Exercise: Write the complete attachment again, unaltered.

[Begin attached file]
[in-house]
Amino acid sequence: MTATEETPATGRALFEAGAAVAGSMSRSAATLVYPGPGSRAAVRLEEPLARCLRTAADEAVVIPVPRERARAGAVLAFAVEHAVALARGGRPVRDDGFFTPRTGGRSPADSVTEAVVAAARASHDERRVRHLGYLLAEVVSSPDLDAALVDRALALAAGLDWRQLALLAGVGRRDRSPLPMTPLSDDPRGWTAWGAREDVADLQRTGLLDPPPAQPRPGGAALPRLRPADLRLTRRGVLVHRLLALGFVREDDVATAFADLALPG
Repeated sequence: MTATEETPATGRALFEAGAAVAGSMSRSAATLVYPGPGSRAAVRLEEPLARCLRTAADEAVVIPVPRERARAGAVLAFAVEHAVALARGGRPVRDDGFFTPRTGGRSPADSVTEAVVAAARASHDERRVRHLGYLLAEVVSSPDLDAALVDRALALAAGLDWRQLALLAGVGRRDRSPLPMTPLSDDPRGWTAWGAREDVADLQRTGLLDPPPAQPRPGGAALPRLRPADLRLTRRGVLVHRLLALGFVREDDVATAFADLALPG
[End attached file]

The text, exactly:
[in-house]
Amino acid sequence: MTATEETPATGRALFEAGAAVAGSMSRSAATLVYPGPGSRAAVRLEEPLARCLRTAADEAVVIPVPRERARAGAVLAFAVEHAVALARGGRPVRDDGFFTPRTGGRSPADSVTEAVVAAARASHDERRVRHLGYLLAEVVSSPDLDAALVDRALALAAGLDWRQLALLAGVGRRDRSPLPMTPLSDDPRGWTAWGAREDVADLQRTGLLDPPPAQPRPGGAALPRLRPADLRLTRRGVLVHRLLALGFVREDDVATAFADLALPG
Repeated sequence: MTATEETPATGRALFEAGAAVAGSMSRSAATLVYPGPGSRAAVRLEEPLARCLRTAADEAVVIPVPRERARAGAVLAFAVEHAVALARGGRPVRDDGFFTPRTGGRSPADSVTEAVVAAARASHDERRVRHLGYLLAEVVSSPDLDAALVDRALALAAGLDWRQLALLAGVGRRDRSPLPMTPLSDDPRGWTAWGAREDVADLQRTGLLDPPPAQPRPGGAALPRLRPADLRLTRRGVLVHRLLALGFVREDDVATAFADLALPG